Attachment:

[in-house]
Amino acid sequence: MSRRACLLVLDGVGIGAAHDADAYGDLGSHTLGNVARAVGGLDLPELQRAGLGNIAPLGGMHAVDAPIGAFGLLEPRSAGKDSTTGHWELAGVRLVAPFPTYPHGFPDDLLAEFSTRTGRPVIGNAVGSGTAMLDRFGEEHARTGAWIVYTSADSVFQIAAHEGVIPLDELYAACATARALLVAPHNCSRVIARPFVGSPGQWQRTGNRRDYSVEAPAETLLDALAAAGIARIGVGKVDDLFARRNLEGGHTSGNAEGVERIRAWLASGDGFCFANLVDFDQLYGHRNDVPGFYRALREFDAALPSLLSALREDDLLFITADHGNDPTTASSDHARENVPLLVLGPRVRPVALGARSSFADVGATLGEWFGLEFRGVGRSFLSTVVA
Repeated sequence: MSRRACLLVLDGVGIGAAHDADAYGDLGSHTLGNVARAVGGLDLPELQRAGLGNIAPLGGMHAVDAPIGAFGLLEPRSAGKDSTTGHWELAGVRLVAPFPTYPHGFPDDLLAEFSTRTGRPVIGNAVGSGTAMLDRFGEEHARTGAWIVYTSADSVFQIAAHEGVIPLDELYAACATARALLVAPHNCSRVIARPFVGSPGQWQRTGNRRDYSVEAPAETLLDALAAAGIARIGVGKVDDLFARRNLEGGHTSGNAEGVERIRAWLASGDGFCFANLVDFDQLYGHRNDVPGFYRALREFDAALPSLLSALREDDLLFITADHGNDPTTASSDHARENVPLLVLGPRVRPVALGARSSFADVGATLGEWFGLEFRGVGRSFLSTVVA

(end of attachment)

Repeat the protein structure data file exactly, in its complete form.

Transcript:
[in-house]
Amino acid sequence: MSRRACLLVLDGVGIGAAHDADAYGDLGSHTLGNVARAVGGLDLPELQRAGLGNIAPLGGMHAVDAPIGAFGLLEPRSAGKDSTTGHWELAGVRLVAPFPTYPHGFPDDLLAEFSTRTGRPVIGNAVGSGTAMLDRFGEEHARTGAWIVYTSADSVFQIAAHEGVIPLDELYAACATARALLVAPHNCSRVIARPFVGSPGQWQRTGNRRDYSVEAPAETLLDALAAAGIARIGVGKVDDLFARRNLEGGHTSGNAEGVERIRAWLASGDGFCFANLVDFDQLYGHRNDVPGFYRALREFDAALPSLLSALREDDLLFITADHGNDPTTASSDHARENVPLLVLGPRVRPVALGARSSFADVGATLGEWFGLEFRGVGRSFLSTVVA
Repeated sequence: MSRRACLLVLDGVGIGAAHDADAYGDLGSHTLGNVARAVGGLDLPELQRAGLGNIAPLGGMHAVDAPIGAFGLLEPRSAGKDSTTGHWELAGVRLVAPFPTYPHGFPDDLLAEFSTRTGRPVIGNAVGSGTAMLDRFGEEHARTGAWIVYTSADSVFQIAAHEGVIPLDELYAACATARALLVAPHNCSRVIARPFVGSPGQWQRTGNRRDYSVEAPAETLLDALAAAGIARIGVGKVDDLFARRNLEGGHTSGNAEGVERIRAWLASGDGFCFANLVDFDQLYGHRNDVPGFYRALREFDAALPSLLSALREDDLLFITADHGNDPTTASSDHARENVPLLVLGPRVRPVALGARSSFADVGATLGEWFGLEFRGVGRSFLSTVVA